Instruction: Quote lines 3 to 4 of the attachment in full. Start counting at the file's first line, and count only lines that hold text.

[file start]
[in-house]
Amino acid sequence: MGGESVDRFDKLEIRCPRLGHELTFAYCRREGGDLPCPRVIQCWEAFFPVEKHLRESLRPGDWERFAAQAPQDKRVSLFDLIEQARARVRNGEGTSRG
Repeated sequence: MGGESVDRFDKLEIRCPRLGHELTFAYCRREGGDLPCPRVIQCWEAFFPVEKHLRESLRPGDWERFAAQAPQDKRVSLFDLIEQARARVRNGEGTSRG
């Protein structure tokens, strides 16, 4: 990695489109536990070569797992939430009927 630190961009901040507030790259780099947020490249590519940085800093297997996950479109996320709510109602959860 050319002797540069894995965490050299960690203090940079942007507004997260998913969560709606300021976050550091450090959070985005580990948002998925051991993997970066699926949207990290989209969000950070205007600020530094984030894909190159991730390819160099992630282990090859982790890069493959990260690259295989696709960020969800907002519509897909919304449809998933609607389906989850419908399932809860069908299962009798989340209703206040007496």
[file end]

Repeated sequence: MGGESVDRFDKLEIRCPRLGHELTFAYCRREGGDLPCPRVIQCWEAFFPVEKHLRESLRPGDWERFAAQAPQDKRVSLFDLIEQARARVRNGEGTSRG
């Protein structure tokens, strides 16, 4: 990695489109536990070569797992939430009927 630190961009901040507030790259780099947020490249590519940085800093297997996950479109996320709510109602959860 050319002797540069894995965490050299960690203090940079942007507004997260998913969560709606300021976050550091450090959070985005580990948002998925051991993997970066699926949207990290989209969000950070205007600020530094984030894909190159991730390819160099992630282990090859982790890069493959990260690259295989696709960020969800907002519509897909919304449809998933609607389906989850419908399932809860069908299962009798989340209703206040007496």